One of my favorite things to do in Colorado in the winter is to ‘do a hut trip’. What does that mean exactly? Well, there is a backcountry hut system that includes 30 huts scattered about the Rocky Mountains. These rustic cabins are located at about 10,000+ feet and have been built with love and care by the 10th Mountain Division Association. Many have been built in honor of fallen heroes or deceased lovers of the outdoors. There is typically a write-up in the hut about how it was named – touching indeed.
What are the huts like?
The huts are log cabins (1,500 to 3,000 sq ft) and sleep anywhere from 6 to 20 people which means you are going to share the joint with many folks you don’t know. Yes, sometimes you will find a person who wants to sing Puff the Magic Dragon after dinner – practice emotional intelligence skills and ignore. There are typically a few rooms that sleep 4 to 6 at a pop and a shared common space where you put the kids or your friends who snore.
If you stay in one of the larger huts, there is a common area on the first floor where everyone congregates. The common area includes bench type seating along the windows that show off the CRAZY beauty of the Rocky Mountains. This is also where the kitchen ‘lives’. The kitchen is equipped with everything you need from plates, coffee mugs, cookware, and utensils. There is a fireplace as well. This multi-functional object serves as a way to heat the cabin, dry wet clothes and melt snow for cooking.
There is no running water, so you will not have a hot shower, bath or flushing toilet. You have a method to melt water via the fireplace as mentioned above and have to boil it on the gas stove in the kitchen to make it drinkable.
How do you make a reservation? There are several ways to accomplish this sometimes challenging task:
What mode of transportation is used to access a hut?
You have the option of back country skiing or snowshoeing to get to the front door. If you cross country ski, I would suggest your skill level be considered intermediate or above. Routes are typically about 6 to 7 miles in duration and can include undulating terrain. Many folks sign up for a ‘hut to hut’ trip and backcountry ski from one to the other. That looks pretty cool to me, however, I am not a great cross country skier and I fear snowshoeing would not be nearly as enjoyable.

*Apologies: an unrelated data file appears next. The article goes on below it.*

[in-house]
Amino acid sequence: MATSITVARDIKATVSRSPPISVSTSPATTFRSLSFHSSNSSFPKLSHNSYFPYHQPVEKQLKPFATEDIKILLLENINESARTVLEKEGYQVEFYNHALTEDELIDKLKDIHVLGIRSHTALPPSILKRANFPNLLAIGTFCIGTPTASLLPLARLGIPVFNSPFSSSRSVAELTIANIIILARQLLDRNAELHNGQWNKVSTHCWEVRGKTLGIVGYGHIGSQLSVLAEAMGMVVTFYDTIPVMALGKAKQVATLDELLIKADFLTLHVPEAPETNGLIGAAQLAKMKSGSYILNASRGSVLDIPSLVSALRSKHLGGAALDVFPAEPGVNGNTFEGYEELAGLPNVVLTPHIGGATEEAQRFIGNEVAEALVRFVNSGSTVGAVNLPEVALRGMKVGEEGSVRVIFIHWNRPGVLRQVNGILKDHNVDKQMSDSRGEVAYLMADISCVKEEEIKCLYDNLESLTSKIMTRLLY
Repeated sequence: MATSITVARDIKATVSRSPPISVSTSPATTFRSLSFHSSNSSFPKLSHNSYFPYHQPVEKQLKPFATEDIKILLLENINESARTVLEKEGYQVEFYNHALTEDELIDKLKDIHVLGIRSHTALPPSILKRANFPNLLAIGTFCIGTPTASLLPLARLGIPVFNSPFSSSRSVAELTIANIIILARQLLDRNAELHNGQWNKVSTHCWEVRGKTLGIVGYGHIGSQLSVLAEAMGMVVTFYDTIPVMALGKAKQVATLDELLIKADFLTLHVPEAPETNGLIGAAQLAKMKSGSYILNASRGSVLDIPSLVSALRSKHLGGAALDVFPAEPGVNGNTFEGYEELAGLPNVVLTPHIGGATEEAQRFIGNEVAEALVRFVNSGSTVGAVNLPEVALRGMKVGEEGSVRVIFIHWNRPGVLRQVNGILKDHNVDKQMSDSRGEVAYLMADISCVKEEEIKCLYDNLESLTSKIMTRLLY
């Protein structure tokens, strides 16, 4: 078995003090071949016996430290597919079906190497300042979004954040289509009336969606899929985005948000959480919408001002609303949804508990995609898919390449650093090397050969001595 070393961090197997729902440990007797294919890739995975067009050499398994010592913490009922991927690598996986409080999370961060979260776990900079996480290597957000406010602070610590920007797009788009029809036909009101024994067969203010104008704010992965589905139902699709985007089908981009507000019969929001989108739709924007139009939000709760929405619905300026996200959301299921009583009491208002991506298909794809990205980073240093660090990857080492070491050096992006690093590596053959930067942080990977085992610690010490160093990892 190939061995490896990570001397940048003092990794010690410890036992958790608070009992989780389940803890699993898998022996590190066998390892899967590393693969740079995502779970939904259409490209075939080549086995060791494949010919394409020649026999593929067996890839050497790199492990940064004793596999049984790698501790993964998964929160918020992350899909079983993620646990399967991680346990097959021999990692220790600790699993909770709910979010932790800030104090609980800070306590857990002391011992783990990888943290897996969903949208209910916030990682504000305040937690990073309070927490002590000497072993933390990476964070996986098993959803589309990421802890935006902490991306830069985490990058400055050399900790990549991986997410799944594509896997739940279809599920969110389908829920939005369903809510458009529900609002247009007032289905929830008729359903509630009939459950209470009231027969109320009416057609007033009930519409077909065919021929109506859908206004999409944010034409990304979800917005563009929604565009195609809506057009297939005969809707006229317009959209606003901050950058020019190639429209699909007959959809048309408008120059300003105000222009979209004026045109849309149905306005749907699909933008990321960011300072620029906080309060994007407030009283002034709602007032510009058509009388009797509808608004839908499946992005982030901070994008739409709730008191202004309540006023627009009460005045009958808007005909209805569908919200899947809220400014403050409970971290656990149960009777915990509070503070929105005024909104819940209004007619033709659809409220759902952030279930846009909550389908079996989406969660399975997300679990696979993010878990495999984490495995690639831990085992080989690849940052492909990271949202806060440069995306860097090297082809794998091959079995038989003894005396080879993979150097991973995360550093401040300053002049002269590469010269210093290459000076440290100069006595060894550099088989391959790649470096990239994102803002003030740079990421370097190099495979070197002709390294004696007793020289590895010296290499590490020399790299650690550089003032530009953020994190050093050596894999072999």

What do you do when you get to a hut?
- Ponder Life Bus activities
- Hang with friends and play games or chat about your favorite blogs
- Backcountry ski or snowshoe in the surrounding area
- Dig out a racetrack on one of the hills and sled like there is no tomorrow
What do you bring to a hut?
- Sleeping bag and a pillow case unless you are ok with using the case that is currently on the pillow and used by hundreds prior to washing.
- Good food. I have seen people make cupcakes using a clever backpacking recipe. If you go with multiple couples, you can plan who cooks what meal and lighten the load a little.
- Sleds! Bring at least 2, there are plenty of hills around!
- Beer or wine is a must if you are so inclined.
- Trash bags as you have to pack out your trash.
- Appropriate cold weather clothing – don’t forget you are in the mountains where the weather can change in an instant.
- Toiletries you can’t live without. Keep in mind, your backpack can get heavy QUICKLY if you don’t watch it.
It’s an interesting study of social behavior….people JUST KNOW what to do when they get to a hut. Groups sort of magically disperse and respect other’s privacy and space. Depending on the experience of the attendees, rarely do you have to coordinate much with other groups.
Overall, this is one of the best ways to spend time with good friends in Colorado. It’s cheap, physically challenging and a perfect way to spend a few days in the Rocky Mountains in the winter. It doesn’t get much better than this!